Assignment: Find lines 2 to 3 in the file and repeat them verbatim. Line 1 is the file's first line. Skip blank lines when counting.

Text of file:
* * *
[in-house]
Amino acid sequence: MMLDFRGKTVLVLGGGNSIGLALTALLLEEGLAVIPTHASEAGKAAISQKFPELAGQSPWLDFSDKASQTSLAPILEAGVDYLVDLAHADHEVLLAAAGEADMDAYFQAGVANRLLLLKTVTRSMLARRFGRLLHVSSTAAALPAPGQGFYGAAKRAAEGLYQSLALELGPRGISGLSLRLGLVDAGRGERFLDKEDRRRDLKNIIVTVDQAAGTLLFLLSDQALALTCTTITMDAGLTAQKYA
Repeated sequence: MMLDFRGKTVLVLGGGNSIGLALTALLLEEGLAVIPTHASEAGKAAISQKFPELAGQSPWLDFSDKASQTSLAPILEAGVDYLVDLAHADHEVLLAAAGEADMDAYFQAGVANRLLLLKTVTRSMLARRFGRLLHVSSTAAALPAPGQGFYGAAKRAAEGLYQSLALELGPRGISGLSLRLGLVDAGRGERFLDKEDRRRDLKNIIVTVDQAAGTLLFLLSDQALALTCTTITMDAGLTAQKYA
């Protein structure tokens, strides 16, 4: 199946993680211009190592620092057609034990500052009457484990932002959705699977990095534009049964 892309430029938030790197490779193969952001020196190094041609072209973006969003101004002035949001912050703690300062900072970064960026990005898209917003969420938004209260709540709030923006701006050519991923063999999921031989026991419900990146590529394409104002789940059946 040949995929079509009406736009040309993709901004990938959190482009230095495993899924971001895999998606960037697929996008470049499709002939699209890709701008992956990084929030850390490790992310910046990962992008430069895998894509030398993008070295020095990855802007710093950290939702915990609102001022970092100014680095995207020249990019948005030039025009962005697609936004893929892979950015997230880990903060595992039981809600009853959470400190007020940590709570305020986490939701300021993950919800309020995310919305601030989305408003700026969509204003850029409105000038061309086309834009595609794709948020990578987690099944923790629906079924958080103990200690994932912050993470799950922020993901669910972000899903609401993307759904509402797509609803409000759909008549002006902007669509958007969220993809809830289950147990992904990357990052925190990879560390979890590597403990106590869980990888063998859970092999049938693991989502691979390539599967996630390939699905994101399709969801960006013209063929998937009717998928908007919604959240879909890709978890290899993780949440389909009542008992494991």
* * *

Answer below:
Amino acid sequence: MMLDFRGKTVLVLGGGNSIGLALTALLLEEGLAVIPTHASEAGKAAISQKFPELAGQSPWLDFSDKASQTSLAPILEAGVDYLVDLAHADHEVLLAAAGEADMDAYFQAGVANRLLLLKTVTRSMLARRFGRLLHVSSTAAALPAPGQGFYGAAKRAAEGLYQSLALELGPRGISGLSLRLGLVDAGRGERFLDKEDRRRDLKNIIVTVDQAAGTLLFLLSDQALALTCTTITMDAGLTAQKYA
Repeated sequence: MMLDFRGKTVLVLGGGNSIGLALTALLLEEGLAVIPTHASEAGKAAISQKFPELAGQSPWLDFSDKASQTSLAPILEAGVDYLVDLAHADHEVLLAAAGEADMDAYFQAGVANRLLLLKTVTRSMLARRFGRLLHVSSTAAALPAPGQGFYGAAKRAAEGLYQSLALELGPRGISGLSLRLGLVDAGRGERFLDKEDRRRDLKNIIVTVDQAAGTLLFLLSDQALALTCTTITMDAGLTAQKYA